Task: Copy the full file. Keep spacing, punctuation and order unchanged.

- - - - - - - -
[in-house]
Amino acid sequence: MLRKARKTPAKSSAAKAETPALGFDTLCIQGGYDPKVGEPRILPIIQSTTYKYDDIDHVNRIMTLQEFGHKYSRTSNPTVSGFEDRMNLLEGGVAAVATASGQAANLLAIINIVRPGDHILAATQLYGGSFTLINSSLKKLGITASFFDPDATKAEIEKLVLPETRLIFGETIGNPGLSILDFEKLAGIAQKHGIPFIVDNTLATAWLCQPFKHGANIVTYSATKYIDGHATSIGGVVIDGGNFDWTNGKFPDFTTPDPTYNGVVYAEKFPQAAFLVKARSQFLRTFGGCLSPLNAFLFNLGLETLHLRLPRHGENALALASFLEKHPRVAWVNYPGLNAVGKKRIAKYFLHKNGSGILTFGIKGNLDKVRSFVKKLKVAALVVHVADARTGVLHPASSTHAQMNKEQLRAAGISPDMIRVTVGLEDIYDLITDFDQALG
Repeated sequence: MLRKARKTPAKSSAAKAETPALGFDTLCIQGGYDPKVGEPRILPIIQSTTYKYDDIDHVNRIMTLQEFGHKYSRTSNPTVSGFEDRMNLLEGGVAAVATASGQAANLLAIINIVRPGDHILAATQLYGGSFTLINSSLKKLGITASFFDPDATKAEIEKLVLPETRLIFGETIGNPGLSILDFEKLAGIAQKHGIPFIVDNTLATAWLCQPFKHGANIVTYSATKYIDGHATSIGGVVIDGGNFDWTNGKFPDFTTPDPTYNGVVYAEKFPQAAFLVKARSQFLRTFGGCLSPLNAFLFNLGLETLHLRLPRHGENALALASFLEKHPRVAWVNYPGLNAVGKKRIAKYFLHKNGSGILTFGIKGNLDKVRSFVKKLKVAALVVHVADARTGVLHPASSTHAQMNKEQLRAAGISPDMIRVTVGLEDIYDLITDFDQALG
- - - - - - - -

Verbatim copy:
[in-house]
Amino acid sequence: MLRKARKTPAKSSAAKAETPALGFDTLCIQGGYDPKVGEPRILPIIQSTTYKYDDIDHVNRIMTLQEFGHKYSRTSNPTVSGFEDRMNLLEGGVAAVATASGQAANLLAIINIVRPGDHILAATQLYGGSFTLINSSLKKLGITASFFDPDATKAEIEKLVLPETRLIFGETIGNPGLSILDFEKLAGIAQKHGIPFIVDNTLATAWLCQPFKHGANIVTYSATKYIDGHATSIGGVVIDGGNFDWTNGKFPDFTTPDPTYNGVVYAEKFPQAAFLVKARSQFLRTFGGCLSPLNAFLFNLGLETLHLRLPRHGENALALASFLEKHPRVAWVNYPGLNAVGKKRIAKYFLHKNGSGILTFGIKGNLDKVRSFVKKLKVAALVVHVADARTGVLHPASSTHAQMNKEQLRAAGISPDMIRVTVGLEDIYDLITDFDQALG
Repeated sequence: MLRKARKTPAKSSAAKAETPALGFDTLCIQGGYDPKVGEPRILPIIQSTTYKYDDIDHVNRIMTLQEFGHKYSRTSNPTVSGFEDRMNLLEGGVAAVATASGQAANLLAIINIVRPGDHILAATQLYGGSFTLINSSLKKLGITASFFDPDATKAEIEKLVLPETRLIFGETIGNPGLSILDFEKLAGIAQKHGIPFIVDNTLATAWLCQPFKHGANIVTYSATKYIDGHATSIGGVVIDGGNFDWTNGKFPDFTTPDPTYNGVVYAEKFPQAAFLVKARSQFLRTFGGCLSPLNAFLFNLGLETLHLRLPRHGENALALASFLEKHPRVAWVNYPGLNAVGKKRIAKYFLHKNGSGILTFGIKGNLDKVRSFVKKLKVAALVVHVADARTGVLHPASSTHAQMNKEQLRAAGISPDMIRVTVGLEDIYDLITDFDQALG